Every company is a direct reflection of its owner. The company’s culture follows the leader. When Nancy Sharp looks in the mirror each morning, she asks herself, “Where are we leading our team, what are we good at, and what do we need to be better at?”
Sharp continually looks inward to understand what she brings to the table, and she finds talented people to help develop her vision.
“Because I’ve got people behind me looking in that same mirror, they follow me and they trust me—they should trust me,” Sharp says. “It’s my responsibility to know which way to move the business in order for the army to want to follow.”
Sharp understands that leadership is a privilege and she takes this responsibility seriously and with passion. She leads almost six hundred people to reach company goals, while bringing out the best in each team member. Food For Thought is built on passion, people, and profit by fostering a culture of entrepreneurship.
In running her company, Sharp follows a philosophy of personal responsibility: “I believe that everyone has great potential and the responsibility to be their best self, and to serve their communities with all their talents,” she says. “To be the best of yourself, you must continue to invest in yourself, in learning, in stretching to new heights, and in self-awareness.”
Most entrepreneurs treat their business as their job, and don’t stretch to enrich their business to become an investment. Transitioning from entrepreneurial startup to a professionally managed firm takes, time, dedication, talent placement, and managing the financial investments. Food For Thought began as a family business thirty-three years ago, and grew to a professionally managed firm that invests in new business lines, develops new products, and acquires companies that align with their business.
“A business is a living, breathing entity that needs new people and new ideas to stay relevant and competitive in the market,” Sharp says. If a leader is good in one area, such as sales and marketing, but not good in finance or operations, this must be recognized and talented people hired to support the leader. “Our job at Food For Thought is to build a company of great people to move product ideas into the marketplace.”
Food For Thought’s simple idea came in the early 1980s. Sharp grew up in a close-knit Hispanic family, which moved back to Chicago from Miami when their father passed away. “Our best time was our dinner table, and all special moments started and ended with food, conversation, and love. There was always a full table and there was always room for friends,” Sharp says.
She and her younger siblings had all worked in hospitality, along with their mom, beginning at Exmoor Country Club in Highland Park, Illinois. In the early 1980s, it seemed that companies were expanding and growing processes while taking the service of hospitality out of the experience.
So the family set out to build a business that offered a unique experience—delicious food and gracious hospitality, which are the cornerstones of Food For Thought to this day. “As a family, we care about each other. We wanted to build something special, and still to this day spend as much time as we can together at the dinner table,” Sharp explains.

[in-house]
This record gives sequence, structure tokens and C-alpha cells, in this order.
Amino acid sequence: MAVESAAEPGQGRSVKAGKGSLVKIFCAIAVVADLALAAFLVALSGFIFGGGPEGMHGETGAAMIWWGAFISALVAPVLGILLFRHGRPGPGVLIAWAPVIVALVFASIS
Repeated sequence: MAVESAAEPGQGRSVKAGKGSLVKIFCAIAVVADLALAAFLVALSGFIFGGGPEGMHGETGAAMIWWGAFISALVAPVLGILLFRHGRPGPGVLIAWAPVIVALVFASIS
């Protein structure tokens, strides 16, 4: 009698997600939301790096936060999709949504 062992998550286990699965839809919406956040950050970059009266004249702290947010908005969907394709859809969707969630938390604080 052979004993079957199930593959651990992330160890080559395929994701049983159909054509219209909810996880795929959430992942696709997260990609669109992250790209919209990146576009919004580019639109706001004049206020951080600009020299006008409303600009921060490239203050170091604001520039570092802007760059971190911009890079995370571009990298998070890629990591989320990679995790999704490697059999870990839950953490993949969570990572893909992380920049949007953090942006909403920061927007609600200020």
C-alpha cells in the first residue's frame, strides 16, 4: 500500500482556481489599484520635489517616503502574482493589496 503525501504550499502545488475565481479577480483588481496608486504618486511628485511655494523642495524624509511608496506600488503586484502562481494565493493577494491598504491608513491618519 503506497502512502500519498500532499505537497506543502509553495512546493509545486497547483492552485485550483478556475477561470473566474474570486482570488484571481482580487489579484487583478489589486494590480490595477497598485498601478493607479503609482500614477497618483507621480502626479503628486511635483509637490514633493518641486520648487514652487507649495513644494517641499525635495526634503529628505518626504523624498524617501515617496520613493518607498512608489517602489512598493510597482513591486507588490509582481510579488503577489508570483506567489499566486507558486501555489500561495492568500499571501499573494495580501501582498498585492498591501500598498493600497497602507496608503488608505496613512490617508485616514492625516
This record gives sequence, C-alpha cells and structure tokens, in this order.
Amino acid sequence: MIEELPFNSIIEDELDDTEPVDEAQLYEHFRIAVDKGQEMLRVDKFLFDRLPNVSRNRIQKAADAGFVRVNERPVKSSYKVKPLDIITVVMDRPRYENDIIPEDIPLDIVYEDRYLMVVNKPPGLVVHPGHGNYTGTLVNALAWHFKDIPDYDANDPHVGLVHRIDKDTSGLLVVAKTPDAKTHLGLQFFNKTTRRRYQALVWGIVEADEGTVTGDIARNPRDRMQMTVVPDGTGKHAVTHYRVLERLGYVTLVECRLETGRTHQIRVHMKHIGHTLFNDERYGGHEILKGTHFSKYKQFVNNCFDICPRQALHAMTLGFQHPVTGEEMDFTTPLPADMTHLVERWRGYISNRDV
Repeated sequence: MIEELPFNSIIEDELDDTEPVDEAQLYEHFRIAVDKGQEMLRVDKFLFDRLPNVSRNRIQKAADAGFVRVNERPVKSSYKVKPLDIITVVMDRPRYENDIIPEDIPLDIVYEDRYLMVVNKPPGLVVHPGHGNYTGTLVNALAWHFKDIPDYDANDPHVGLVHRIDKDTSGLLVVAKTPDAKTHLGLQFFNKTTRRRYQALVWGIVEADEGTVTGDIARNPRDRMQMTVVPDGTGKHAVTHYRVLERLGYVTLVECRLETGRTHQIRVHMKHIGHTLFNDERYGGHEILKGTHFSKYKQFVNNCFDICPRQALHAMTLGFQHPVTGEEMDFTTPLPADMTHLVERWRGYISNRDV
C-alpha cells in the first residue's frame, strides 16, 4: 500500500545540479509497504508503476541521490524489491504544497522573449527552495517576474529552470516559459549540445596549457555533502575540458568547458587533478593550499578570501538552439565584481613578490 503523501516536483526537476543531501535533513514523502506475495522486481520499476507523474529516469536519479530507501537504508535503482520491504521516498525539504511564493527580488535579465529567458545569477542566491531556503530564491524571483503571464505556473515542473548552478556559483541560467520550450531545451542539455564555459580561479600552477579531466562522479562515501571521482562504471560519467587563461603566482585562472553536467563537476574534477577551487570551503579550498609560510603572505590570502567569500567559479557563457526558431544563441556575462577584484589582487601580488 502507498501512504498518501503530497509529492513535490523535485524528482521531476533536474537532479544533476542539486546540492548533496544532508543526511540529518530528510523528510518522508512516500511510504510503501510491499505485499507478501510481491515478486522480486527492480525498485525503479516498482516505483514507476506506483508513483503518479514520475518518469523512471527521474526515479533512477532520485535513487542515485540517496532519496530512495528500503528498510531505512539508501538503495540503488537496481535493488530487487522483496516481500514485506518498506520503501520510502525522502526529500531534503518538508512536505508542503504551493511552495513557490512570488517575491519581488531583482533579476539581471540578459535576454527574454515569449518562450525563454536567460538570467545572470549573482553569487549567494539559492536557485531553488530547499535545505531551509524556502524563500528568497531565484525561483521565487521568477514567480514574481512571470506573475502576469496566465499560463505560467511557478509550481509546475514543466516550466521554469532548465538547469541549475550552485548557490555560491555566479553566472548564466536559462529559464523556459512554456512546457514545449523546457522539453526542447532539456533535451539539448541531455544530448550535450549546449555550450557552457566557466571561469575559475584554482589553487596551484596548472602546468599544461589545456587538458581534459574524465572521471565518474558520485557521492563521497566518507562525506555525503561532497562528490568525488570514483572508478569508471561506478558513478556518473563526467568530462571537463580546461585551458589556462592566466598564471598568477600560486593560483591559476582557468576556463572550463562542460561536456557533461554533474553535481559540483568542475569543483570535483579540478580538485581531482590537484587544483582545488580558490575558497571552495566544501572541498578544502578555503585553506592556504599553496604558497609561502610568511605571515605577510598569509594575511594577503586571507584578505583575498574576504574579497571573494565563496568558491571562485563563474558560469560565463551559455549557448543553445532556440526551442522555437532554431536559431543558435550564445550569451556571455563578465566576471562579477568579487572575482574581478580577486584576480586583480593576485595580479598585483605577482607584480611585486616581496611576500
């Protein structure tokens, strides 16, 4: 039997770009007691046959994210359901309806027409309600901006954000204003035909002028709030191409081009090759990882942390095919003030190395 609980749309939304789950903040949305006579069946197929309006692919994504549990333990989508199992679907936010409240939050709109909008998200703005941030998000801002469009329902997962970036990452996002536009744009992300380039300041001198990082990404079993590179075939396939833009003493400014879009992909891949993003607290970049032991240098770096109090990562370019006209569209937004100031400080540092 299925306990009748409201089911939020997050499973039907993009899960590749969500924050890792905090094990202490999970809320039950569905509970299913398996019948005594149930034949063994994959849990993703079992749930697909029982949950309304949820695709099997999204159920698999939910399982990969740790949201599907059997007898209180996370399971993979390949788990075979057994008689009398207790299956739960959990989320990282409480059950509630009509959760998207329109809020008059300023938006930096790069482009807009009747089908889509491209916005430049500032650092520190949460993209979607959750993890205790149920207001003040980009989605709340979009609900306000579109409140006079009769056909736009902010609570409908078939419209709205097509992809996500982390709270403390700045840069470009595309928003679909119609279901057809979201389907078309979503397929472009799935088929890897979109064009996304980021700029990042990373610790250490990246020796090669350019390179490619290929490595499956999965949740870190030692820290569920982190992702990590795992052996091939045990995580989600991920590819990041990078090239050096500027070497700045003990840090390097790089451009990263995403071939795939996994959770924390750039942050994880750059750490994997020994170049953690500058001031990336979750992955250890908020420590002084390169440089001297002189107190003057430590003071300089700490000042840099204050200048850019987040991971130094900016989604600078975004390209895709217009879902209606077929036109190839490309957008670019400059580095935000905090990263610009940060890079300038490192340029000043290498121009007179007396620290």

Alongside her mother, siblings and husband, Sharp helped create the Food For Thought brand. For the past thirty years, the company has grown from being just a catering company to including dining services, delivery, and venue management.
“As an entrepreneur, the market can lead you in many directions, and it’s important to know when to say yes and when to say no,” Sharp advises. “But always take the risk on researched opportunities because you don’t want to miss something that can launch a new business.”
Sharp identified three of the hardest challenges for an entrepreneurial business. First, the business is usually underfunded; second, a family is supporting and leading the company; and third, is understanding that the business will go through many changes as it grows and competes in the market. What you do to start your business needs to change as you enter the next phases of development. You need capital—the family might be good at starting the business but not growing the business, and the market is changing all the time.
“I looked up and said, ‘I’m going to get us there, I’m going to get all of us there. Now, where is there, I don’t know, but I’m not quitting until I get us all to this star.’”
In 2004, Sharp’s husband Curt passed away. Curt had been the company’s president, and the entire family was working in the business. During his illness, an outside president was brought in to run the company.
Prior to his passing, Sharp asked her husband for advice on what to do, where to take the company. “I have to walk in and keep them together when I’m falling apart. I know how important it is that I show strength and courage through a really, really hard time,” she recalls. “They were hurting as much as I was hurting, but it wasn’t about me. It was about them.”
In asking her husband for advice, he told her he couldn’t tell her what to do after he passed because she wouldn’t do it anyway, and if it didn’t work, she would blame him. “I walked outside and there was a star in the sky, that north star,” Sharp says. “I looked up and said, ‘I’m going to get us there, I’m going to get all of us there. Now, where is there, I don’t know, but I’m not quitting until I get us all to this star.’”
That is the job of the CEO: taking a community of people, and the best products, and getting to the north star. There will be side trips, you’re not going to know everything, you only know what you know, until you learn more, and you will fail more than you feel you succeed, and it’s going to hurt, she says.
“If you look up every day and you own the fact that you’re personally responsible, then you will get them to the north star,” she explains. “Because you don’t stop at anything but getting there.”